What Bank of America and Citi said about hiring last week
It's Davos. That means that before the week is out we're likely to get some pithy side comments from bank CEOs on what they plan to do about headcount this year. After all, only a few banks have announced job cuts so far, but every bank faces the same dynamic of falling revenues from banking deals and a potential decline in fixed income trading revenues after last year's boom.
Until this happens, we have comments banks make during investor calls to illuminate their hiring intentions in 2023. The comments made by both Citi and BofA weren't all that bullish. But they weren't entirely gloomy, either.
Citi has had a long and recently faltering run of hiring senior investment bankers. At last year's March investment day, it said it had recruited 70 managing directors in 2021, of whom 40 were in North America. In July 2022, CEO Jane Fraser said the bank would continue hiring dealmakers even as dealmaking slowed. In December, however, Fraser said dealmaker hiring was being "repaced" as revenues fell.
Last Friday's call confirmed that recruitment at Citi will be far less gung-ho this year than last. Following Q4 year-on-year revenue falls of 53%, 68% and 56% respectively across M&A, equity capital market and debt capital markets, CFO Mark Mason said the bank will "continue to invest in front office talent, albeit at a more measured pace, given the environment."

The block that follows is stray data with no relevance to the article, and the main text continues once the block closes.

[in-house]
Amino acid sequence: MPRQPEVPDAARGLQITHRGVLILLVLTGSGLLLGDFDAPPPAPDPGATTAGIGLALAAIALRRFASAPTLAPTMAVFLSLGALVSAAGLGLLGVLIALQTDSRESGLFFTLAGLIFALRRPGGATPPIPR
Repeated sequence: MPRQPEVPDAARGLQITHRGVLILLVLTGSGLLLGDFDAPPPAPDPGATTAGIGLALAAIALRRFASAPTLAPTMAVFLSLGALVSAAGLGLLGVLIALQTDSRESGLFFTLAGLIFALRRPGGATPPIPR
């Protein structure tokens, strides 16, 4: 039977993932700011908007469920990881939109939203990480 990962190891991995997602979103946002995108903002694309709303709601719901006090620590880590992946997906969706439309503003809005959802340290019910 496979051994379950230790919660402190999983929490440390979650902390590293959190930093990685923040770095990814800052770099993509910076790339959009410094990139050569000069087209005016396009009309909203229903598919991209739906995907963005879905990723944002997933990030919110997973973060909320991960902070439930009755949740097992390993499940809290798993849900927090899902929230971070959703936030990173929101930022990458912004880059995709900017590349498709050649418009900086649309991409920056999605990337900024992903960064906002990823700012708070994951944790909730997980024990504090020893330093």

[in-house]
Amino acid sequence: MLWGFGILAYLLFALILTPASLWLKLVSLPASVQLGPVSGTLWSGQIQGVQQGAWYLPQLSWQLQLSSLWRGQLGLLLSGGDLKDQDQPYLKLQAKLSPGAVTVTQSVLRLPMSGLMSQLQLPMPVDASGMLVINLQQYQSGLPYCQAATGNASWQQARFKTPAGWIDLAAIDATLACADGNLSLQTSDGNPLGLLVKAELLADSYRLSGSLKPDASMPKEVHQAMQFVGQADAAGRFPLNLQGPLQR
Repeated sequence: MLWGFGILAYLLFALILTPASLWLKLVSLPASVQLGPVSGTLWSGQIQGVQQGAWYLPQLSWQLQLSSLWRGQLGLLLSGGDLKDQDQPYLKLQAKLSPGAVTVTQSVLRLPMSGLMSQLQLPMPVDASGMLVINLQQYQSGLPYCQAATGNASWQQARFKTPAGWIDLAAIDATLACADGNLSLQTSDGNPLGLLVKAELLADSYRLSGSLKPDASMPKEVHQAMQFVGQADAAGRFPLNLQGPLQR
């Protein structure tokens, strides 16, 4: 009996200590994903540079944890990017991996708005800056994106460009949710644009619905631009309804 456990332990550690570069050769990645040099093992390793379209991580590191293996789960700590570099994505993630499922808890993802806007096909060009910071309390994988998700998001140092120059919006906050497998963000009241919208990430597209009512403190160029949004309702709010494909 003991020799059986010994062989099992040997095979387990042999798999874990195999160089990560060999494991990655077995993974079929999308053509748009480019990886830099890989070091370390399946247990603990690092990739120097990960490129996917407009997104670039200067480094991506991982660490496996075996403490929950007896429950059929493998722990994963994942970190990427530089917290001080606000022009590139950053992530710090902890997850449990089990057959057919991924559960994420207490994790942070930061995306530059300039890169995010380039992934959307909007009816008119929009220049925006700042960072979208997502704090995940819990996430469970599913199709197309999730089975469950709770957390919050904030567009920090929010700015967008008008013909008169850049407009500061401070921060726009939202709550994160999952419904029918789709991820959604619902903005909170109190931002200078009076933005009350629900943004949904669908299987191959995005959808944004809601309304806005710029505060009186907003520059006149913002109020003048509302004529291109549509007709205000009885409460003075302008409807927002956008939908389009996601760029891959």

Citi will, however, keep on spending, both on technology and on upgrading its data, risk and control infrastructure as part of its transformation program (of which 25% of spending is technology spending anyway). Last year, the bank spent an additional 13% on technology; this year it will increase spending by a further 5%. It's likely that technology jobs will be created and non-technology jobs will be lost as a result: the transformation program is all about a technically-driven transition away from "manually intensive processes."
Technology spending is also increasing at Bank of America, where it's rising from $3.4bn last year to $3.7bn this year. However, hiring in other areas is likely to wane. BofA CEO Brian Moynihan already bemoaned the bank's rising headcount by virtue of fewer staff exits in December and last week he elaborated further. BofA hiked hiring in early 2022 and its hiring managers were "sort of overachieving," says Moynihan. As a result, when the pace of staff exits slowed later in the year, BofA found itself with too many people.
It doesn't sound like a recipe for hiring in 2023, but Moynihan celebrated the positive impact of some of last year's staff additions. He said the macro sales and trading business in particular was a place where BoFA spent 2022 investing "continuously" and that revenues rose there as a result.
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